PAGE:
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Is the floor about to fall out of the Toronto housing market? Things may not be what they seem.

Written by: Outline Financial / Jan 30, 2018

For at least the last half decade, some economists and real estate analysts have predicted a crash in Toronto’s housing market. Minor, recent dips aside, it’s yet to happen.

Now, those same pundits might claim that their forecasts have been validated as monthly results flow in for the first quarter of 2018.

“Housing Market Collapse”…or is it something else?

‘Housing bubble finally bursts’ is one of many doom-and-gloom headlines we’ll likely be reading as those figures will almost certainly show a steep decline in year-over-year home sale prices over the first quarter of 2018. Economists may use this data and new market reality as the harbinger of a full-fledged market correction.

But the prognosticators who jump on the real estate-Armageddon band wagon may want to take a step back. A more nuanced analysis of recent sales trends will point to something different—a correction, yes, but not the crushing end of the Greater Toronto Area real estate boom that’s helped propel our city and country’s economic growth for more than a decade.  Before we touch on that good news…

Reality Check: Year over Year Results Will be Brutal for Q1/2018

First quarter sales figures for the Toronto Real Estate Board (TREB) are going to be brutal when compared with 2017.  Based on historical trends we are likely going to start the year with a single digit decline in average price growth for January (actual was just reported at -4.1%), with the pricing carnage set to peak at nearly a 15 per cent dip in March. We’ll finally see a return to meagre growth of around 1 per cent in June, before returning to more familiar price increases in the neighbourhood of 7 per cent by the end of the year.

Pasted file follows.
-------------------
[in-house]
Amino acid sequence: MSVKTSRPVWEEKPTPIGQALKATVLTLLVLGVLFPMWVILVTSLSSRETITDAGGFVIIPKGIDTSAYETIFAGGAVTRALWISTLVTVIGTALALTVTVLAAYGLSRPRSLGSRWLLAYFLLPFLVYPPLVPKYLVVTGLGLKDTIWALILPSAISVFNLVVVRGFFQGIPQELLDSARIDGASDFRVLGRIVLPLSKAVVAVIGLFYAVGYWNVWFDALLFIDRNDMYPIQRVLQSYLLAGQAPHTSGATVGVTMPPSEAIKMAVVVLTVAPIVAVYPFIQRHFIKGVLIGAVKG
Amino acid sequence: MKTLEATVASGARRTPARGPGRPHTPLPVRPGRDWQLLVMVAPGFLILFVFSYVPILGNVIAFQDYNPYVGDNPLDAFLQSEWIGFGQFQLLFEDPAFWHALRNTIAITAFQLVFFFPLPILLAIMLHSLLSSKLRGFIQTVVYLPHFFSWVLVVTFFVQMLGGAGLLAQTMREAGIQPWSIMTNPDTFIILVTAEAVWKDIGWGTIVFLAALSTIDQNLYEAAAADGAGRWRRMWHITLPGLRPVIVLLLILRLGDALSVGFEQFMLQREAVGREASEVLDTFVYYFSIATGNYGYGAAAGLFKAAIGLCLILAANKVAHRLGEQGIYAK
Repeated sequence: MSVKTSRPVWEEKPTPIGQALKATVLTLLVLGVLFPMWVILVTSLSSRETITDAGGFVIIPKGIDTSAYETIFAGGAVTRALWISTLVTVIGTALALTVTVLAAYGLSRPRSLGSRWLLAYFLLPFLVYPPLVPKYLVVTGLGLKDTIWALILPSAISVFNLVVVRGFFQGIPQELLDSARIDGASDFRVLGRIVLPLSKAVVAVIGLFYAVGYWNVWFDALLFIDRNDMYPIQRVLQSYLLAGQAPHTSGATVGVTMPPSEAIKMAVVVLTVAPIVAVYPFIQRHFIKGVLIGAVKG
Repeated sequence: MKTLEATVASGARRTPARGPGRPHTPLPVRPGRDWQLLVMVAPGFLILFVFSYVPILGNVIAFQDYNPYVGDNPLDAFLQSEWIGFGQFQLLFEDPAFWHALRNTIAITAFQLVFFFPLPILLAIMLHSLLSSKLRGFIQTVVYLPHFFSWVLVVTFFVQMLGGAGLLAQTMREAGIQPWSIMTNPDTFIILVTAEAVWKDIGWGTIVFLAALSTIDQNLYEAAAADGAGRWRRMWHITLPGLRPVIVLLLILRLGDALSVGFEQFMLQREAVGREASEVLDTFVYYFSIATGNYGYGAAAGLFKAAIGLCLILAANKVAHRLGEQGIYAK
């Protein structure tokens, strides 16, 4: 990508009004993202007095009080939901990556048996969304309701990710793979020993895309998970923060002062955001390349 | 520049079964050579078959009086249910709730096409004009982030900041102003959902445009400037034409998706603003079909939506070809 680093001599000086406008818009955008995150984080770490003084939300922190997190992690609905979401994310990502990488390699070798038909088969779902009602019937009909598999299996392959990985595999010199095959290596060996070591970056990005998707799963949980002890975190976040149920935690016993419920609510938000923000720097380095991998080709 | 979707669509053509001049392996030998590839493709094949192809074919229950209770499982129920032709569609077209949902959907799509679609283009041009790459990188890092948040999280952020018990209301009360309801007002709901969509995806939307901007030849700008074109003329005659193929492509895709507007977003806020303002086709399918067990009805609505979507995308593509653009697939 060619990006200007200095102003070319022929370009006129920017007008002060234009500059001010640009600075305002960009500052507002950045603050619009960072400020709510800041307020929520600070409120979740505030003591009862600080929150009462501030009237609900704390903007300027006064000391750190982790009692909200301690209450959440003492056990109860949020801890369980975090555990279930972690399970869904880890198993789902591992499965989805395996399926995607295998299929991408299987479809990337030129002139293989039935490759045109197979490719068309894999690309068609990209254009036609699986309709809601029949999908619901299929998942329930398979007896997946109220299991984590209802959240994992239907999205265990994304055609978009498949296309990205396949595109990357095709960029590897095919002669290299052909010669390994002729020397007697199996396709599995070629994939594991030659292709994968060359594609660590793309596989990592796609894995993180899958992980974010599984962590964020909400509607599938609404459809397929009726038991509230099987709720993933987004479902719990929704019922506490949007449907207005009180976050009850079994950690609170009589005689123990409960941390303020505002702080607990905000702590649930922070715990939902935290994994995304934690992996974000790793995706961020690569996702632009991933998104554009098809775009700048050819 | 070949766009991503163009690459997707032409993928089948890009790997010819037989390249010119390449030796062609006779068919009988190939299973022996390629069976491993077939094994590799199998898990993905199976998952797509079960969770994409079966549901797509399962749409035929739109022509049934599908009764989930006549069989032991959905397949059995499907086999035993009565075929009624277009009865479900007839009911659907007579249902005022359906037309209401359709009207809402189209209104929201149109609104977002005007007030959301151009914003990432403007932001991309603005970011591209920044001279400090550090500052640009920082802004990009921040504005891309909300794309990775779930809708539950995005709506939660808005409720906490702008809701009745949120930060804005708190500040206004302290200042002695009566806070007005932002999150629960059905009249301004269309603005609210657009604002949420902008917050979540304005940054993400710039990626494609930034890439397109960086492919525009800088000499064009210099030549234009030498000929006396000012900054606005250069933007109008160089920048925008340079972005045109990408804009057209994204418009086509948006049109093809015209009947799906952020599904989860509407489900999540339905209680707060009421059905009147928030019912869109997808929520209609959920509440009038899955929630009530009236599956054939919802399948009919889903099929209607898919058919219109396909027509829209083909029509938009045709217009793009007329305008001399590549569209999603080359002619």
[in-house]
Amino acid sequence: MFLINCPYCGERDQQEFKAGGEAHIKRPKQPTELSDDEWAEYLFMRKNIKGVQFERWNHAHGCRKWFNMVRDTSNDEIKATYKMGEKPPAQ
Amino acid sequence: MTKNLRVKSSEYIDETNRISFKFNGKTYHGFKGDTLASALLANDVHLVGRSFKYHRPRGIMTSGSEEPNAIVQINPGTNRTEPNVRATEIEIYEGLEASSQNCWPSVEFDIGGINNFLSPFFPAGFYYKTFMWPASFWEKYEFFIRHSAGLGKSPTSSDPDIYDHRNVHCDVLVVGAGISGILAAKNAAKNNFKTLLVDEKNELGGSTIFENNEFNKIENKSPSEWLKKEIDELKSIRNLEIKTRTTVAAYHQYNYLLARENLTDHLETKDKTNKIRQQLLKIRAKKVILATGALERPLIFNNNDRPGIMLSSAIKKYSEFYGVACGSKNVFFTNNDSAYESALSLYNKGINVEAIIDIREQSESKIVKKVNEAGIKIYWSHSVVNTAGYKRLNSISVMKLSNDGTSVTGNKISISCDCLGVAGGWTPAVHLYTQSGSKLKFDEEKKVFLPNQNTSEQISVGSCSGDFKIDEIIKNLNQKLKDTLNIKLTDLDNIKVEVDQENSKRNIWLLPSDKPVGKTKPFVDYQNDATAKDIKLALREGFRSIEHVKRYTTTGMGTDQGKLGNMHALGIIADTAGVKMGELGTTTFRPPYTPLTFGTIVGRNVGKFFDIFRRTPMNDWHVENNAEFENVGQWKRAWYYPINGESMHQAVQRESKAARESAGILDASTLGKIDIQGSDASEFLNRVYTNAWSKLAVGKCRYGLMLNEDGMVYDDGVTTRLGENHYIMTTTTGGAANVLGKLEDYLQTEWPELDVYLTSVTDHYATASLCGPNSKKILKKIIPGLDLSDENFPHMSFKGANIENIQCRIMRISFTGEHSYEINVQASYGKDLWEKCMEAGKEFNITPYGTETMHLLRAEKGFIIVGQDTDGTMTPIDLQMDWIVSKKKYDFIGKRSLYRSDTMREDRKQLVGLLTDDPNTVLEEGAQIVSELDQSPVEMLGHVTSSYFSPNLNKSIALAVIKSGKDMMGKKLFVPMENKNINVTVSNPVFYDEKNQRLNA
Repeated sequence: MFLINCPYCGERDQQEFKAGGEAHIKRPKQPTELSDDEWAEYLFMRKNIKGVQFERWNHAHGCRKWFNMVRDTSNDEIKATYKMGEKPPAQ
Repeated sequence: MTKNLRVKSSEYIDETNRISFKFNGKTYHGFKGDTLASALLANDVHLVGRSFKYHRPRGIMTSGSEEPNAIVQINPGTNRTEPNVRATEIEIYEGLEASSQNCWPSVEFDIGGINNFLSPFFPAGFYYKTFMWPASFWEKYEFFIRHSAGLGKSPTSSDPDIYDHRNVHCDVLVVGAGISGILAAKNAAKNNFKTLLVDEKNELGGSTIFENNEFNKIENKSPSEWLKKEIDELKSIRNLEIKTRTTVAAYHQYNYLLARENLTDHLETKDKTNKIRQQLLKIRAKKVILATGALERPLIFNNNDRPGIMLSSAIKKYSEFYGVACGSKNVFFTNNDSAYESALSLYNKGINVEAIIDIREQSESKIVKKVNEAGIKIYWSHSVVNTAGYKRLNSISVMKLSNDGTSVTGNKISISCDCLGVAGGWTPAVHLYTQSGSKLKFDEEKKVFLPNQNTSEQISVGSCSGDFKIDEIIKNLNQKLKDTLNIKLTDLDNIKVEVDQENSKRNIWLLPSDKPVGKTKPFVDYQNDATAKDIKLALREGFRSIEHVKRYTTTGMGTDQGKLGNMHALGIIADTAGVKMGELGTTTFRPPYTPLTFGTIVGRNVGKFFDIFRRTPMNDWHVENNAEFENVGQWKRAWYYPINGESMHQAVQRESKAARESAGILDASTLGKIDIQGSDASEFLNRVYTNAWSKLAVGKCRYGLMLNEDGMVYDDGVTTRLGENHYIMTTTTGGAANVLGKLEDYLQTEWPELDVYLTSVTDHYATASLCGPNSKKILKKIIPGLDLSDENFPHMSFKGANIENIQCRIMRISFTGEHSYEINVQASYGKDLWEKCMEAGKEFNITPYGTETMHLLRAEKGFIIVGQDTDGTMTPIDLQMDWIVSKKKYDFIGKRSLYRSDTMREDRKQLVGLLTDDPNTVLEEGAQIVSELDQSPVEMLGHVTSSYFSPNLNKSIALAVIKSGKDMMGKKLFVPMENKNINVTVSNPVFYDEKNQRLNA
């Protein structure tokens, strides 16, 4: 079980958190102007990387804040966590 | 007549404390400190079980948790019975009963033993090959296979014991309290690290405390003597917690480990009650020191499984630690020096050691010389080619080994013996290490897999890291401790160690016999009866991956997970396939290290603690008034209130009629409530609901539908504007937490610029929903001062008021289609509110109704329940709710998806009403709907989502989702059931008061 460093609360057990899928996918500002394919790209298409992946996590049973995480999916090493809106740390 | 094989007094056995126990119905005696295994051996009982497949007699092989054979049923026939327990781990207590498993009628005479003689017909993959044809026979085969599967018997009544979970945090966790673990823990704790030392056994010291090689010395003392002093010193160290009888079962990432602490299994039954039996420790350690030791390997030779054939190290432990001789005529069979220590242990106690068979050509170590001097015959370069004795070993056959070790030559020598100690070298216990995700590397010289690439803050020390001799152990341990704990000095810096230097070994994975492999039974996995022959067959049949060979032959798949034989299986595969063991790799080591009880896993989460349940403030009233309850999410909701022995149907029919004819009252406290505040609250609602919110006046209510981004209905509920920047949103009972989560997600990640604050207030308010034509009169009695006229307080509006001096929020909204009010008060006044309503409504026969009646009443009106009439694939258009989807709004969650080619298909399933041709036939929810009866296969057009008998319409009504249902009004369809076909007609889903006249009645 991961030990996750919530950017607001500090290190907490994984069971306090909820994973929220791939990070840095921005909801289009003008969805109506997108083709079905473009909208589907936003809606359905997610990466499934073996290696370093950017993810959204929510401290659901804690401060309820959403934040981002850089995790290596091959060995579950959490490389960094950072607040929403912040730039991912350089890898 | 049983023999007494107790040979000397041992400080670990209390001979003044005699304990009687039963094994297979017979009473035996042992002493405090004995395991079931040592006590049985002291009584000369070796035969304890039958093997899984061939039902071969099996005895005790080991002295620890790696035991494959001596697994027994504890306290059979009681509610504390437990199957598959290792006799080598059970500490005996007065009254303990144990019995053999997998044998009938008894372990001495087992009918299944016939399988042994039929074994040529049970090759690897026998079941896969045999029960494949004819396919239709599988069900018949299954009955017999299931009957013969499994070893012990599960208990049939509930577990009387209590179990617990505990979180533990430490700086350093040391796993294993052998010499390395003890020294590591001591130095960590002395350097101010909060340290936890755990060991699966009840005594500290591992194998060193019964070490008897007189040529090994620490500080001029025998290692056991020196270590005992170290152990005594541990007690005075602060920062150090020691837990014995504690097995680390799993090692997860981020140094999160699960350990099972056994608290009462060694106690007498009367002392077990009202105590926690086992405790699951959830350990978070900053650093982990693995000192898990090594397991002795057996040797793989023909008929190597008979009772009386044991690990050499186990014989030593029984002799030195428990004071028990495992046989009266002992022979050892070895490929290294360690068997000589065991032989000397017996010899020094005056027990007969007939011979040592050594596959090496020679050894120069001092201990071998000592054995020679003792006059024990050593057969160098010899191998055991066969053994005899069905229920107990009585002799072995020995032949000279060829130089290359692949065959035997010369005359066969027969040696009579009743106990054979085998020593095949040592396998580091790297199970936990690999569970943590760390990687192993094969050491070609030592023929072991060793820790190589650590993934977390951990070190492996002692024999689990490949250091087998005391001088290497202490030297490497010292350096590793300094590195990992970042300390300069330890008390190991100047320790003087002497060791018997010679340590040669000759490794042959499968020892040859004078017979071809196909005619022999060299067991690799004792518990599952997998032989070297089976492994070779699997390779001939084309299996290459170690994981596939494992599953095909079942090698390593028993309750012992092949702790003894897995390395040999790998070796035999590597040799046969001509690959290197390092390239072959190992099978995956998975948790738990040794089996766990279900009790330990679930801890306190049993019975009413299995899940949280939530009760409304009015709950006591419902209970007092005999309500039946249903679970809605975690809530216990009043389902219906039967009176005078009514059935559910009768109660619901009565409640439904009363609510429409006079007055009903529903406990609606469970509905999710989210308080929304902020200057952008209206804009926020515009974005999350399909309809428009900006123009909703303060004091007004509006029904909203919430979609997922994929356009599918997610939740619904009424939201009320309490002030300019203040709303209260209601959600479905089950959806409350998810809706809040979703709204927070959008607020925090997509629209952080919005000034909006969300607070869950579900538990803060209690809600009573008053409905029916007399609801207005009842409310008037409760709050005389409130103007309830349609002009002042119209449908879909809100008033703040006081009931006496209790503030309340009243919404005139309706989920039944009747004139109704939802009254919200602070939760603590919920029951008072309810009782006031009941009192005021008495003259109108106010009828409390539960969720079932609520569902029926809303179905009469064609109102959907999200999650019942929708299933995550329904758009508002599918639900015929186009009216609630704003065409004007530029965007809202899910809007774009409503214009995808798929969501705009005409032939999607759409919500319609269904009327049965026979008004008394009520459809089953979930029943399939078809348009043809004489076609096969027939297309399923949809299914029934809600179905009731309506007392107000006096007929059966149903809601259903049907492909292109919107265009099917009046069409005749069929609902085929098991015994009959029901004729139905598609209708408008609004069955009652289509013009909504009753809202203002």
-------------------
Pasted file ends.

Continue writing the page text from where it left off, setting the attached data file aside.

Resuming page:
At first glance that sharp drop in prices seem to be driven by a combination of softer market conditions, as well as the federal government’s move to cool housing prices and mitigate the risk posed by Canadians’ runaway household debt accumulation.

A Story of Debt and Stress Tests

Indeed, Canadians now owe $1.71 for every dollar of disposable income, according to Statistics Canada. That’s an increase of 1.4 per cent from last summer and marks a new high for personal indebtedness in this country. And yes, you guessed it, mortgages compromise the greatest proportion of our household debt at a mindboggling $1.3 trillion.

The Office of the Superintendent of Financial Institutions introduced a new mortgage stress test for uninsured mortgages on January 1, 2018, that forces would-be home buyers to prove they can handle the cost of carrying their mortgage at their lender’s contract rate, plus 2 per cent.

Not surprisingly, this will limit many Canadians’ home-purchasing power and curb demand, at least temporarily, as lesser-earning buyers are pushed out of the market.

In the case of a household earning $150,000 annual salary with a 20 per cent down payment of $230,000 for a new home, for example, the top mortgage approval amount will drop from $1.15 million to $985,000—a potential game-changer in tight markets such as Toronto and Vancouver.

So, the naysaying analysts were right all along, right? Not so fast…

Last March saw Toronto’s average year over year price increase peaking at more than 33 per cent—an unsustainably hot year for real estate prices. Now let’s take 2017 out of the equation for just a moment.

Although year-over-year price growth will run at huge decreases, if we step back and look at a multi-year scenario we’re likely going to see compound annual growth rates in the range of 4 per cent or more over a two-year period. Look further out and our models are forecasting five-year compound annual growth rates exceeding 8 per cent, and 10-year compound annual growth rates in the 7 per cent range.

So, yes, the Q1/2018 year over year numbers will be bad. But leaving that precipitous dip aside, it’s clear that prices are growing at or above their historical average. We need to maintain perspective and understand that this is federal mortgage policy at work—in fact, this is exactly what the government wanted.

In other words, the Toronto housing market isn’t entering a tailspin. It’s the economic equivalent of a sprinter slowing to a jog at the end of a record-setting race. Home prices in this city have been growing at a furious pace for a long time—a bit of rest is long overdue.

Just don’t expect the slowdown to last forever. Market fundamentals remain strong, so housing prices are almost certain to jump back into high gear by the end of the year.